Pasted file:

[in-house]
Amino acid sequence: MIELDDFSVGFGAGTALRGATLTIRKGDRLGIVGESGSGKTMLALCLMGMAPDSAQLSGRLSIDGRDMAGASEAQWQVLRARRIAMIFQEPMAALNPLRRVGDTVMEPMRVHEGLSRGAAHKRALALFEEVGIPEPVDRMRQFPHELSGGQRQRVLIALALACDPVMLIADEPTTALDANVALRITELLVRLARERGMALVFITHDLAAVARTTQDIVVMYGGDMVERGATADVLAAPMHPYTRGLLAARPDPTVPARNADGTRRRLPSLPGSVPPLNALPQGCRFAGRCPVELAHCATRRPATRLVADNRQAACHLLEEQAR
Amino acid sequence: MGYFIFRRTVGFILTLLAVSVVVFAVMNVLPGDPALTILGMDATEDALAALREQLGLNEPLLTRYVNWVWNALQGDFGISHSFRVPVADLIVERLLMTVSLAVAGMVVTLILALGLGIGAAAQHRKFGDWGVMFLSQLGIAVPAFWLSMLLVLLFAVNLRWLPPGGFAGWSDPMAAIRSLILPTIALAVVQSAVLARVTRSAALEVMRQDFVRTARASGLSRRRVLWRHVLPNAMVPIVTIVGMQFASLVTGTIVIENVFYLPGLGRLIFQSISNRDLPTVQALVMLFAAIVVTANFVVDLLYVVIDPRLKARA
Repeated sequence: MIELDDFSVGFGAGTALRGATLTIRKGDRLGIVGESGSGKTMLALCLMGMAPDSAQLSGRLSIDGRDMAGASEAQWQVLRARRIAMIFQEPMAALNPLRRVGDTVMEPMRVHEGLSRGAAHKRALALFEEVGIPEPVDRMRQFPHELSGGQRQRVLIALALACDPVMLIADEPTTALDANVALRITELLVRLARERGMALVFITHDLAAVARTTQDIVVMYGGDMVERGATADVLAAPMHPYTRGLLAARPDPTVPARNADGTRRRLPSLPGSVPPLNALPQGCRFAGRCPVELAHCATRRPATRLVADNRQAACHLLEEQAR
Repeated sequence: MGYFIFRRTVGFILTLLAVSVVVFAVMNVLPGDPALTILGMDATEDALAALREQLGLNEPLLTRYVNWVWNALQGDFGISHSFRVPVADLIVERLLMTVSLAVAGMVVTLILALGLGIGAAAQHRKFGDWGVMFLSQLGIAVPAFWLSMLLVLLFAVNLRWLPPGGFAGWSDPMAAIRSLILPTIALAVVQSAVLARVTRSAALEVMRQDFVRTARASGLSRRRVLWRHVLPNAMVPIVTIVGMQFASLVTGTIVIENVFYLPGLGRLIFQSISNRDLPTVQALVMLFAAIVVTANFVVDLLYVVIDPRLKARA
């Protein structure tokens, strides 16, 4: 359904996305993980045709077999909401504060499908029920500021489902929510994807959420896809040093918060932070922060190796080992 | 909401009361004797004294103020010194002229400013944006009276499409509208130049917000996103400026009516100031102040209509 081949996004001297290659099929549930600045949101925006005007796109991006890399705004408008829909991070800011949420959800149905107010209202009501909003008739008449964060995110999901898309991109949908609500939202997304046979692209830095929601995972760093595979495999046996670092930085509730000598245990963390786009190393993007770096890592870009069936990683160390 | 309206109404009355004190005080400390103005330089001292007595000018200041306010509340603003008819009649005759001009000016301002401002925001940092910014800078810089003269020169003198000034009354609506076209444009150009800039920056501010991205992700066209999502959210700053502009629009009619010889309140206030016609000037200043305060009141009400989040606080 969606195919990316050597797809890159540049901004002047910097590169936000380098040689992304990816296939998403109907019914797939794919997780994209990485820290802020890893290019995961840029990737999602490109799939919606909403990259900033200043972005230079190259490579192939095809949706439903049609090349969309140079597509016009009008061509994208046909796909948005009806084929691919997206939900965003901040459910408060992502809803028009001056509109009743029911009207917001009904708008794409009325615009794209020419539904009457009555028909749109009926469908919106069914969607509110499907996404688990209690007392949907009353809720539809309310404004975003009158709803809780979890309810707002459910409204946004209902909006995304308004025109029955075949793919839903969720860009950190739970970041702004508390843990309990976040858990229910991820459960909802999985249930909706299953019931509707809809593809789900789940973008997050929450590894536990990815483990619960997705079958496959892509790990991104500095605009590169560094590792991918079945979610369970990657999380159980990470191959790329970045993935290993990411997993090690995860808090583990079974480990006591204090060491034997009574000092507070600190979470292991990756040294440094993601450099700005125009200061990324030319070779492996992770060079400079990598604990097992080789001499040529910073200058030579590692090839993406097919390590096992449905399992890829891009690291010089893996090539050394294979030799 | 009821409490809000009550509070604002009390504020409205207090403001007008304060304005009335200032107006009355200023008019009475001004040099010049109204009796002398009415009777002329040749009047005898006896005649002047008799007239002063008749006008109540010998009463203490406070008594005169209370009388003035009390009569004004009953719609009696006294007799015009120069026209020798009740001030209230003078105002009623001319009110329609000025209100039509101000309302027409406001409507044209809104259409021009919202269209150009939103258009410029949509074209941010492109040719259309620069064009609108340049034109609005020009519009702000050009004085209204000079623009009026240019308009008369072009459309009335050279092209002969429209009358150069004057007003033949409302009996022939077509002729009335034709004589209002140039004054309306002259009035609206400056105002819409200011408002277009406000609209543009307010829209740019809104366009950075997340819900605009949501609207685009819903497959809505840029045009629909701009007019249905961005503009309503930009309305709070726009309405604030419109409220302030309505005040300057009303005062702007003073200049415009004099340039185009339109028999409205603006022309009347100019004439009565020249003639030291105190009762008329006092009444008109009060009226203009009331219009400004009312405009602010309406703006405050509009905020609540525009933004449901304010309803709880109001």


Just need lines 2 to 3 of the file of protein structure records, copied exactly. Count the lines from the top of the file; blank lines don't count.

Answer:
Amino acid sequence: MIELDDFSVGFGAGTALRGATLTIRKGDRLGIVGESGSGKTMLALCLMGMAPDSAQLSGRLSIDGRDMAGASEAQWQVLRARRIAMIFQEPMAALNPLRRVGDTVMEPMRVHEGLSRGAAHKRALALFEEVGIPEPVDRMRQFPHELSGGQRQRVLIALALACDPVMLIADEPTTALDANVALRITELLVRLARERGMALVFITHDLAAVARTTQDIVVMYGGDMVERGATADVLAAPMHPYTRGLLAARPDPTVPARNADGTRRRLPSLPGSVPPLNALPQGCRFAGRCPVELAHCATRRPATRLVADNRQAACHLLEEQAR
Amino acid sequence: MGYFIFRRTVGFILTLLAVSVVVFAVMNVLPGDPALTILGMDATEDALAALREQLGLNEPLLTRYVNWVWNALQGDFGISHSFRVPVADLIVERLLMTVSLAVAGMVVTLILALGLGIGAAAQHRKFGDWGVMFLSQLGIAVPAFWLSMLLVLLFAVNLRWLPPGGFAGWSDPMAAIRSLILPTIALAVVQSAVLARVTRSAALEVMRQDFVRTARASGLSRRRVLWRHVLPNAMVPIVTIVGMQFASLVTGTIVIENVFYLPGLGRLIFQSISNRDLPTVQALVMLFAAIVVTANFVVDLLYVVIDPRLKARA